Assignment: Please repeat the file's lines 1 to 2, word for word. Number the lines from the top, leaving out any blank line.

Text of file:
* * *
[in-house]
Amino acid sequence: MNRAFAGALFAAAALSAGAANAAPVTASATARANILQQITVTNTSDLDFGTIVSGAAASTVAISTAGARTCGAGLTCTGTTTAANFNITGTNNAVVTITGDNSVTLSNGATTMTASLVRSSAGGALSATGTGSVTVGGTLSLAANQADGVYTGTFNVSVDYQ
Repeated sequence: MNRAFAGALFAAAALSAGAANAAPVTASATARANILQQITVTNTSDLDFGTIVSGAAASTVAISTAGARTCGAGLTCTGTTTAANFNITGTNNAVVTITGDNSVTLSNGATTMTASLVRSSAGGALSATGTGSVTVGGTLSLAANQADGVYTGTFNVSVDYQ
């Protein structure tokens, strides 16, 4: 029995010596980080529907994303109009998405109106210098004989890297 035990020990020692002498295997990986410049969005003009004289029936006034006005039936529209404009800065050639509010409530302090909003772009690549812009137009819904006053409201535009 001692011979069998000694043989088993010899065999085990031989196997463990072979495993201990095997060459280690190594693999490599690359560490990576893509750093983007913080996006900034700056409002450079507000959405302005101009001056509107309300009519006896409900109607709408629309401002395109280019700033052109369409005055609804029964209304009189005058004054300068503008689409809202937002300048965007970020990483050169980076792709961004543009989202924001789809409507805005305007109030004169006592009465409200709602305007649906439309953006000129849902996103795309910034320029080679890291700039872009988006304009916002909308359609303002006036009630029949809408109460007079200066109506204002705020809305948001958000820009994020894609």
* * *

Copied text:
[in-house]
Amino acid sequence: MNRAFAGALFAAAALSAGAANAAPVTASATARANILQQITVTNTSDLDFGTIVSGAAASTVAISTAGARTCGAGLTCTGTTTAANFNITGTNNAVVTITGDNSVTLSNGATTMTASLVRSSAGGALSATGTGSVTVGGTLSLAANQADGVYTGTFNVSVDYQ